Loving Sinners

“Let those who love the Lord hate evil.”
(Psalm 97:10)

True love, this side of heaven, cannot escape the struggle against evil. For Christians, this painful struggle begins inside as repentance begins its work in us. Then it emerges as confrontation with the destructive forces of evil around us.

When evil grows, love shrinks. Jesus warned, “Because of the increase in wickedness, the love of many will grow cold.” (Matthew 24:12). Thus, the good fight against wickedness is precisely the fight FOR love. But it is not a safe struggle. Confronting evil got the prophets persecuted, John the Baptist beheaded, Jesus crucified and nearly all the apostles martyred. One apostle who outlived all the others (according to various traditions) saw this confrontation at the heart of Jesus’ mission on earth. John wrote; “The Son of God appeared for this purpose, to destroy the works of the devil.” (1 John 3:8).

The apostle Paul saw the connection between genuine love and hating evil. He succinctly wrote, “Love must be sincere. Hate what is evil; cling to what is good.” (Romans 12:9).

An 18th century English poet, Alexander Pope, coined a pithy gem of brilliance when he wrote, “Love the offender, yet detest the offense.” Long before Pope, the cross of Christ clearly demonstrated God’s profound hate for sin and love for sinners at the same time. Pope’s maxim, however, is a cop-out whenever one claims both sides of it (hating the offense and loving the offender) but only practices one.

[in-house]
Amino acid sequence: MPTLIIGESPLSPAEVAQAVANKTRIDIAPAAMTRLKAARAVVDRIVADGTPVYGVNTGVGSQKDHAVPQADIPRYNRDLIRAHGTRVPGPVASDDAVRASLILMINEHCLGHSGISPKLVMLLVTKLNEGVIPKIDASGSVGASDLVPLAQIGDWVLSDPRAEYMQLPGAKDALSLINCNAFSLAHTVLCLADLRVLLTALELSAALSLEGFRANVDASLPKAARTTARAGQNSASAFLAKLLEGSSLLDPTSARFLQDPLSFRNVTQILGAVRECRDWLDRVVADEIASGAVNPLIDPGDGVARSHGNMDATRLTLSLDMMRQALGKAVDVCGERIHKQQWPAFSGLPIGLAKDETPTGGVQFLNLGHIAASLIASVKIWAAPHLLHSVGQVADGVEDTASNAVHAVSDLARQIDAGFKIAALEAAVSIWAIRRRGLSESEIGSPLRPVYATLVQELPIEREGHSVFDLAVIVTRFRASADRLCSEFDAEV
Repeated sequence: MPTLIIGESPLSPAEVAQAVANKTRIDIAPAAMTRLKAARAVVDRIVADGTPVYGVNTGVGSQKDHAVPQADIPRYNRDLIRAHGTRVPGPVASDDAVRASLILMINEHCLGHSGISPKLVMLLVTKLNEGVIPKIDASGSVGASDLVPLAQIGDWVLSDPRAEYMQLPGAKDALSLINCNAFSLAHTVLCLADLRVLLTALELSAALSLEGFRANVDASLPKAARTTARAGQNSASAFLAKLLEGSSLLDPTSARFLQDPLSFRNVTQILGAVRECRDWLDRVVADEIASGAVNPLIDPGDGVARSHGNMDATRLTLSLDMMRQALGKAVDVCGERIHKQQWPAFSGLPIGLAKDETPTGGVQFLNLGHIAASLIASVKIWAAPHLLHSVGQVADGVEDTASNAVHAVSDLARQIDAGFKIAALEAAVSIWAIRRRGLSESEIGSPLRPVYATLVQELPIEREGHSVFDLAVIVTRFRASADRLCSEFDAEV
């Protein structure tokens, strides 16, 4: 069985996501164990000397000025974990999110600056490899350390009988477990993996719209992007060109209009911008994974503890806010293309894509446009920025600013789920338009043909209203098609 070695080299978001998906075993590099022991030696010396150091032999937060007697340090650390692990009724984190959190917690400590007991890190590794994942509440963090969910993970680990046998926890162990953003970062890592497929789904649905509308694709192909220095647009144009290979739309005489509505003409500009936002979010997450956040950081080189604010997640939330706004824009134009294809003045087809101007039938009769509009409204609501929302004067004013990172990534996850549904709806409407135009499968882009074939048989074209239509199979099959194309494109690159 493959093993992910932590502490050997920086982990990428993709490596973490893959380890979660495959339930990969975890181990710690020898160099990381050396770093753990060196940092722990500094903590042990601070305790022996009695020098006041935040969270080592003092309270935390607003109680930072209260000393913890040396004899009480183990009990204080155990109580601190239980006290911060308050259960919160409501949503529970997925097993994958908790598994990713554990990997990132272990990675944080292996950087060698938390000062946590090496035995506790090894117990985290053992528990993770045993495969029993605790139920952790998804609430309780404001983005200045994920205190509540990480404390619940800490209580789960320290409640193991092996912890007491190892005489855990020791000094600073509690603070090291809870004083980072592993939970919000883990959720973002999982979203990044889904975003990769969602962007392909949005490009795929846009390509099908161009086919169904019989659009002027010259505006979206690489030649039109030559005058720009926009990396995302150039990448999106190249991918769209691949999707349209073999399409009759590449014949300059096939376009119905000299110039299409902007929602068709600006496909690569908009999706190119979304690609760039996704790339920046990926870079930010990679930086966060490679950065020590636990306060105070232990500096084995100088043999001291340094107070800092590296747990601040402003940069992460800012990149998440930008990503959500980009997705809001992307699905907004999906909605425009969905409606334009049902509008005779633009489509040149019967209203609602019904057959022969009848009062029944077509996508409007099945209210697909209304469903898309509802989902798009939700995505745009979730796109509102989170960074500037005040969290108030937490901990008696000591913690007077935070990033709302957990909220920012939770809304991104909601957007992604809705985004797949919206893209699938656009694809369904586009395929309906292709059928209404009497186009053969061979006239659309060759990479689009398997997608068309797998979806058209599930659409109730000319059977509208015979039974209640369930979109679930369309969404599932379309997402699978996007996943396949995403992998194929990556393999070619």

Jesus was questioned by some Scribes and Pharisees for loving sinners. “Why do you eat and drink with the tax collectors and sinners?” they asked. He replied, “It is not those who are well who need a physician, but those who are sick. I have not come to call the righteous but sinners to repentance.” (Luke 5:30-32). To this day, the most loving thing a Christian could possibly do is to seek the best time and place to plea with a committed sinner to repent and be reconciled to God. But this takes courage since many, including professing Christians, will call you a hater for doing this. Do it anyway. There is no better way to destroy the devil’s work than to promote repentance. Besides, love endures all things!

Over 30 years in Christian ministry, I have wept with far too many broken souls whose lives were shattered by sin to ever be seduced into going soft on evil. It’s a killer. The older I get, the more I hate sin and love sinners. I live in a culture, however, that has it the other way around. I see our society loving sin with endless passion and all too often disparaging and scandalizing sinners. Jesus turns that immoral twist on its head.

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